It got to the point where every time I passed a computer, a sudden compulsion overtook me and demanded I pull up the blog to see who had visited last. Was I getting an even distribution from different regions of the country? Were most of the hits coming from the areas of the country in which I've lived? Someone from Wisconsin visited -- should I try to write something funny about cheeseheads?

Part of the problem is that I live and die by numbers at my day job. Understanding the trends, patterns of use, pacing, and return on investment of each of my accounts -- in addition to being able to forecast future revenues with reasonable accuracy -- is essential. It's only natural I should fall into the same micro-analysis of the data offered to me about my blog.

Unfortunately, the "cool" factor had worn off and it started making the blog seem more like work. I was trying to read into the data information that possibly wasn't there. This defeated the very purpose of the blog, which was to allow myself an expectation-free zone in which to practice writing and have a chance to vent my thoughts on whatever subject struck my fancy. It's called "Ramblings" for a reason.

I admit to liking the map feature, which I blogged about recently (see post HERE). It was interesting to know people in different countries had visited my blog but it didn't tell me anything useful. After all, does it really matter whether someone from Bali accidently stumbled across a random post while surfing the internet?

"Hey Putu, come here!"

"What is it Nengah?"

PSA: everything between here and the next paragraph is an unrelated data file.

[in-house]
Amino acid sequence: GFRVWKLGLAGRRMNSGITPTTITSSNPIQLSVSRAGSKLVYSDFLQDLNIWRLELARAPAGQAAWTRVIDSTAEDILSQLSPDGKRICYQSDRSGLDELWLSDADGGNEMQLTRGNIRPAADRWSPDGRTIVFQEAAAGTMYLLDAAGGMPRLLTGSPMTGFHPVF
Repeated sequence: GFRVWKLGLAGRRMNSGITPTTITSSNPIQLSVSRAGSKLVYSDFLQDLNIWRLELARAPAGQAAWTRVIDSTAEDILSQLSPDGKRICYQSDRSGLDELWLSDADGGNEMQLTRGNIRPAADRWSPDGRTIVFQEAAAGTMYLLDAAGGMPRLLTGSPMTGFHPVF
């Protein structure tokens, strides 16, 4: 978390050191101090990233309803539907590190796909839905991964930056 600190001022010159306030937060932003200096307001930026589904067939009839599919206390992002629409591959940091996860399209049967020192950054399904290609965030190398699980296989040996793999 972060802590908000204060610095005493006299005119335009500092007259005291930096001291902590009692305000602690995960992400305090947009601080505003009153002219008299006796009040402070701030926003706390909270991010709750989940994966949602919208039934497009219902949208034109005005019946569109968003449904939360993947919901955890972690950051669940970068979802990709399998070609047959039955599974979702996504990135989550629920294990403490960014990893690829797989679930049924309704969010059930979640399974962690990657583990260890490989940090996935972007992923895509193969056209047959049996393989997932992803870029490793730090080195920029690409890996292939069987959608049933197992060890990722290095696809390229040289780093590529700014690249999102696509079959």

"Read this funny post about PayPal. No, wait. That one isn't very funny."


So, as of this week, the visitor tracking is out and the simple hit counter is in. However, don't kid yourself into thinking your information still isn't being collected by Blogger and every other website you visit. The internet is all about cookies, and data mining, and hounding you to the point of being able to tell what brand of tissue you prefer or where you might want to take your next vacation.

But that's okay. Privacy is overrated and really just a perception anyway. Every time you step out your door -- or even before if your blinds are up -- you are subject to the scrutiny of the public eye. Why should the internet be any different?

Think of every website you visit as just another shop at your local stripmall, or storefront next to the corner deli. If you see a storefront selling something questionable or unsavory to your tastes, don't go in. If you choose to go through the door, the proprieters will make assumptions about you, try to collect your information, and try to sell you something before you leave.

And in the non-virtual world, you'll probably end up on countless security video tapes, so make sure you dress nice and don't pick your nose.



© 2010 Mark Feggeler

Friday, October 8, 2010